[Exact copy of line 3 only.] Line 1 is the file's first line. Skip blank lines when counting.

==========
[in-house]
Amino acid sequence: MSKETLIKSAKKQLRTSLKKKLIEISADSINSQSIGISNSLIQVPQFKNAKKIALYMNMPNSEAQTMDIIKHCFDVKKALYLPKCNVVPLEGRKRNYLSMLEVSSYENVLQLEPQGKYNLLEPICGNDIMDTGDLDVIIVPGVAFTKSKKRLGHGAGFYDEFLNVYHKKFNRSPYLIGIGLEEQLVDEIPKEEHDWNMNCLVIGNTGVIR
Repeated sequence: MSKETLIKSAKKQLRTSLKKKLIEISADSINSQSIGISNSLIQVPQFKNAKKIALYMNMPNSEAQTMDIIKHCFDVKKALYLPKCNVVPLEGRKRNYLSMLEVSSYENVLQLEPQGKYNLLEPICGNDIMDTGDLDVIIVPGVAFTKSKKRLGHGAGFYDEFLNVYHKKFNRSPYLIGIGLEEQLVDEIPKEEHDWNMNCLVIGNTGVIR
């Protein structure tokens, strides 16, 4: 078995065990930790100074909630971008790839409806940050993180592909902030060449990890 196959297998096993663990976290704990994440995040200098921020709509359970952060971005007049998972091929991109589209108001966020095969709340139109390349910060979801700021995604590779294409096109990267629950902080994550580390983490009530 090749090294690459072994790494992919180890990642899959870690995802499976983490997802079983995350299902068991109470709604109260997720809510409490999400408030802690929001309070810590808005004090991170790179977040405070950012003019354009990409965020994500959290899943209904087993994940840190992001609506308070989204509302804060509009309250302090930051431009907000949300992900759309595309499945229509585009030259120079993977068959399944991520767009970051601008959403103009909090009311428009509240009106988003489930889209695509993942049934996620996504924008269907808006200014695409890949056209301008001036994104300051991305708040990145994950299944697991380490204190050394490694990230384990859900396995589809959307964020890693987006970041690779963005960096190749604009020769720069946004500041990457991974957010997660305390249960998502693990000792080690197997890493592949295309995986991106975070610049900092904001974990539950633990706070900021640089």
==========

Repeated sequence: MSKETLIKSAKKQLRTSLKKKLIEISADSINSQSIGISNSLIQVPQFKNAKKIALYMNMPNSEAQTMDIIKHCFDVKKALYLPKCNVVPLEGRKRNYLSMLEVSSYENVLQLEPQGKYNLLEPICGNDIMDTGDLDVIIVPGVAFTKSKKRLGHGAGFYDEFLNVYHKKFNRSPYLIGIGLEEQLVDEIPKEEHDWNMNCLVIGNTGVIR